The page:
Wednesday, December 29, 2010

Now The Game Starts Again

I am sure that many readers of this blog are, like me, subscribers to Bloomberg Businessweek. For those who might not be, you might want to pick up a copy of the December 20, 2010 - January 2, 2011 Year in Review edition. Pretty interesting stuff presented in a very different and creative way.

It is filled with lots of data much of it leaving the reader wondering as many of us felt before confronted with contents - what will 2011 bring?

It seems that for every piece of "good news" there is a balancing piece of "bad news." For example, we are told that in 2010, "the U.S. added 937,000 jobs."

While not super, wow, terrific, at least it's a better number than losing a like amount. At least it feels that way until it is followed by the fact that
"...Foxconn, the Taiwan-based maker of nearly every consumer electronic product you wanted this year, added 300,000."  And sports fans, in case you missed it, one is a country the other a company!
And the opening piece goes on to say in part:
"Fueled by gold, copper and coal, the most robust currency of the year against the dollar was the Mongolian tugrik." "In India, competition for deals has become so intense that billionaire Ravi Ruia is branching out to Africa - buying coal mines in Mozambique and a Kenyan oil refinery. Competition is one of the pleasures of business and one of the foundations of America."
"That right hasn't been rescinded - it's been extended to people around the world. In a way, we've won. Now the game starts again."
As I read through the issue, my thoughts kept going back to the foregoing line which somehow struck me as very powerful and profound even though the thought was hardly new.
"That right hasn't been rescinded - it's been extended to people around the world. In a way, we've won.  Now the game starts again."

The term "globalization" has long since become part of our daily business lexicon, and if you listen to many of those described as "thought leaders" they all seem to applaud the changes and talk of the opportunities represented by the evolving global markets. For those who can innovate, the future looks very bright indeed.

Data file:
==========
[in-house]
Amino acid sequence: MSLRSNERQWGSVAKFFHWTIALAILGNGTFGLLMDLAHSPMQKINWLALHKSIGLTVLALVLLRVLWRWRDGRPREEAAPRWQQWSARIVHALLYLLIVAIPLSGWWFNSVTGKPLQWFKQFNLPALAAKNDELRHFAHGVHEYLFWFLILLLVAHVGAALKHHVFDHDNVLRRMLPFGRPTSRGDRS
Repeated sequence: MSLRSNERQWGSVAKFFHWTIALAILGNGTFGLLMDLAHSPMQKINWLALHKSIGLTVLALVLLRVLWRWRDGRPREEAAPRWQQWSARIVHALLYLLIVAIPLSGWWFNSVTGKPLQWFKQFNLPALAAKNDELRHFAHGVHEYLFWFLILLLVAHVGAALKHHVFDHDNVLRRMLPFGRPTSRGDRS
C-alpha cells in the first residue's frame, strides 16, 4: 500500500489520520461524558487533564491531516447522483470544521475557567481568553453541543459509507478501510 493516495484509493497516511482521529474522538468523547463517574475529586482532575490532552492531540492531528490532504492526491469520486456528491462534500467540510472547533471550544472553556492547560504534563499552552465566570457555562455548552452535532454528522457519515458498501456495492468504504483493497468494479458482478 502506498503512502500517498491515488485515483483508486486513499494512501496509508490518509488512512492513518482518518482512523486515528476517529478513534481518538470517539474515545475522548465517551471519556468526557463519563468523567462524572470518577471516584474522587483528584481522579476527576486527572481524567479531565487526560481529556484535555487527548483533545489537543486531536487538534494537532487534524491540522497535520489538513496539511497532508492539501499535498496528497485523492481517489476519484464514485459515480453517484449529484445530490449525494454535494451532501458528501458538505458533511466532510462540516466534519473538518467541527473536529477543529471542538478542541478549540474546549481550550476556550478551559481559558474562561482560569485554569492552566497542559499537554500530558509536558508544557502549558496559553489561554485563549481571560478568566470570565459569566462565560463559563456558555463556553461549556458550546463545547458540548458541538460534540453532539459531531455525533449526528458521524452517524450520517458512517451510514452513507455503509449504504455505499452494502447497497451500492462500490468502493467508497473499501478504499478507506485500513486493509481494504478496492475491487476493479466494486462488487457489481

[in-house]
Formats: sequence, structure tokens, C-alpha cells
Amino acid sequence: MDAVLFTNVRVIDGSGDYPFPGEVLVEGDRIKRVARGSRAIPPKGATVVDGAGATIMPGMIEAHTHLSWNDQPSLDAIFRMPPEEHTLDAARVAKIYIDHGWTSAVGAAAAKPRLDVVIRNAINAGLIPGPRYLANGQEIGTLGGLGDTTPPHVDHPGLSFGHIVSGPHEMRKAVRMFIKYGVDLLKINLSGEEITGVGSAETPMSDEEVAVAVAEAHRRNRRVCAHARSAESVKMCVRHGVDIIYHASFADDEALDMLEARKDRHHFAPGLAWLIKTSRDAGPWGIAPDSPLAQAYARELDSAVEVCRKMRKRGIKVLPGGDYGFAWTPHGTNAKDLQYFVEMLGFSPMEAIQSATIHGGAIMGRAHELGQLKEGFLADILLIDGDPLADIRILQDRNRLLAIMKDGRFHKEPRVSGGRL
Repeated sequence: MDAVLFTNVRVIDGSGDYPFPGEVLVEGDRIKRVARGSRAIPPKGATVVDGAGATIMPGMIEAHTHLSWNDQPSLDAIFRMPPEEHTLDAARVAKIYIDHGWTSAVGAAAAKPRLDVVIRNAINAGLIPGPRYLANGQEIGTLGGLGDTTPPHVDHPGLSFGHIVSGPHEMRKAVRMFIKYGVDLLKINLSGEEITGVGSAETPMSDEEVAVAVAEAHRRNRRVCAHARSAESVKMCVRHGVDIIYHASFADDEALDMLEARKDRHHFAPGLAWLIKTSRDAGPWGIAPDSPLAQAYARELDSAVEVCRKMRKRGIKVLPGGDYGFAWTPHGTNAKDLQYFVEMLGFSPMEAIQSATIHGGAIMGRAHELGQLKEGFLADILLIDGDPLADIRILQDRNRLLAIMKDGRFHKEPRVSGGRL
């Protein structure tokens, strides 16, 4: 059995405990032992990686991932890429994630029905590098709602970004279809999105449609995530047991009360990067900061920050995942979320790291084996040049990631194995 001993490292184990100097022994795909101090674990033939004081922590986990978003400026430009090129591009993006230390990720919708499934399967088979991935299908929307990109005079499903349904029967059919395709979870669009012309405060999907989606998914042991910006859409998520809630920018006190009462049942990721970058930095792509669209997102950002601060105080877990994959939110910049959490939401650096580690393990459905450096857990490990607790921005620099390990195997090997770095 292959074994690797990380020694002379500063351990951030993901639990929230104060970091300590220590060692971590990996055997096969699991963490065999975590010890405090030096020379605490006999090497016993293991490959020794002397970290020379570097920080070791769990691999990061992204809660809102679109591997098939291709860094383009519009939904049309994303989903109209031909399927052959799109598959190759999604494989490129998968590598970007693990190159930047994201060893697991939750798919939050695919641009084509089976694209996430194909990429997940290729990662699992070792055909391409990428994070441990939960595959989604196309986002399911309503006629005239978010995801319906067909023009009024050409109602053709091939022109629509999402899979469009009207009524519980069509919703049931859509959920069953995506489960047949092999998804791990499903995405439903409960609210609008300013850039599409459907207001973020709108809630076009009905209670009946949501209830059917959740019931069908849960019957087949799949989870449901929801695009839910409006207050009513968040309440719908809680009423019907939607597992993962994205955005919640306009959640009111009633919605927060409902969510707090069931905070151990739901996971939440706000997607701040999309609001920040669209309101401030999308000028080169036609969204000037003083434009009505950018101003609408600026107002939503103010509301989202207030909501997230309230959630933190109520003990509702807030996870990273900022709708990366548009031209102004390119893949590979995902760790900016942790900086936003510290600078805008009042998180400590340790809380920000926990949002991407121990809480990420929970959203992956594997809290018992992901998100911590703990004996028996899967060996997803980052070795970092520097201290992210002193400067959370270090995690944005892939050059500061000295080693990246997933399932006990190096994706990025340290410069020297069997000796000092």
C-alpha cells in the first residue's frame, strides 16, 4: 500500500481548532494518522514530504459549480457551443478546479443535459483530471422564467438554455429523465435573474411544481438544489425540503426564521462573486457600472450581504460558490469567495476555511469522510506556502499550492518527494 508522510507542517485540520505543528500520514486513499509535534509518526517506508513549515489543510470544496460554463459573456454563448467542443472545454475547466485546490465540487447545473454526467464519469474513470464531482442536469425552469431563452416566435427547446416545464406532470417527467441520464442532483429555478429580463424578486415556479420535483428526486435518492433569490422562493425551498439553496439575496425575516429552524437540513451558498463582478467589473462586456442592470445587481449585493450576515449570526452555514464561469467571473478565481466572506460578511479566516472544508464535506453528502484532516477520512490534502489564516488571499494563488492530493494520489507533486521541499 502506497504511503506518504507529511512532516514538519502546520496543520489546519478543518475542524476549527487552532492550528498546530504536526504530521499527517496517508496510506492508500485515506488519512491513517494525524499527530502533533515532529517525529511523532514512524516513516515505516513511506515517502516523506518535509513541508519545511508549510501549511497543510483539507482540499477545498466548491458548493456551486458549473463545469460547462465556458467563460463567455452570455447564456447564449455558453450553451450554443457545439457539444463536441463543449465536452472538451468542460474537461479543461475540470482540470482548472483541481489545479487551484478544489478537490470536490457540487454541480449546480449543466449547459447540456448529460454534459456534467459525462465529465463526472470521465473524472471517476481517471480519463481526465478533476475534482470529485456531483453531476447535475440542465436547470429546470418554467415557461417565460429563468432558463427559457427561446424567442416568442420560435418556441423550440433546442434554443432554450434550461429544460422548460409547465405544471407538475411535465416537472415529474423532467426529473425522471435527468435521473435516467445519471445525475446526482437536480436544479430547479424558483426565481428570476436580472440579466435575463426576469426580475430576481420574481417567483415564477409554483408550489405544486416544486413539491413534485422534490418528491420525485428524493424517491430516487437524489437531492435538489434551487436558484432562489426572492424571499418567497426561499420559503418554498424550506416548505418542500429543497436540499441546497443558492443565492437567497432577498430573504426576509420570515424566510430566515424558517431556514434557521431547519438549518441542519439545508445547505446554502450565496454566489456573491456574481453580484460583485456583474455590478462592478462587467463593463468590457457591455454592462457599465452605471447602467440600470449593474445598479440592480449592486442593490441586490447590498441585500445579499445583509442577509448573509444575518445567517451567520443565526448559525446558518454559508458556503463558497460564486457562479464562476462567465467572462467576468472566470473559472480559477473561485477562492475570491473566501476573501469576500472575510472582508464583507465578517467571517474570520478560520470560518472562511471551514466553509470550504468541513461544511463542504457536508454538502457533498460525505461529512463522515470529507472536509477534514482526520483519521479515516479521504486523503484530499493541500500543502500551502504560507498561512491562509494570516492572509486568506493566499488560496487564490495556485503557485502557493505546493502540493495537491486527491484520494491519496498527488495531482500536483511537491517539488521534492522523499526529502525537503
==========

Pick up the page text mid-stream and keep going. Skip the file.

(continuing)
Said a bit differently, Bloomberg Businessweek said it this way:"Capitalism lives off of change."

What it didn't say, but is clearly implicit in that truth is that those same "thought leaders" also point out that unless the U.S. can maintain its leadership position when it comes to innovation, which is what really drives "change," our role as the economic engine of the world will be lost. Indeed, it doesn't take a lot of research to find lots of folks who think that this has already happened, but we either haven't noticed it yet or are simply in denial.

It would seem that there is more doom and gloom on this subject than those who think the pessimists wrong. After all, it is the bad stuff that "sells" so finding an abundance of those who think "it's all over but the shouting" isn't surprising.

For sure only time will tell if as a country we are up to the challenge.

As for me, and maybe it's just the hopefulness, excitement and optimism of a new year, but no matter what the challenge, I would rather be in the USA than anywhere else in an effort to meet it.

Sunday, December 19, 2010

Customer Service Surprises - Maybe There's Hope

They keep telling us that we are up to our necks in a service economy. I don’t know about you, but it seems like with the advent of the "net" the world has been turned on its ear. It wasn’t too long ago that I traded at those bricks and mortar stores based on how I felt I was treated as a customer. That was then and this is now. Now it seems you walk into a store and you feel like you should go buy a lottery ticket when you even find a sales clerk, much less someone who knows how to say "customer service."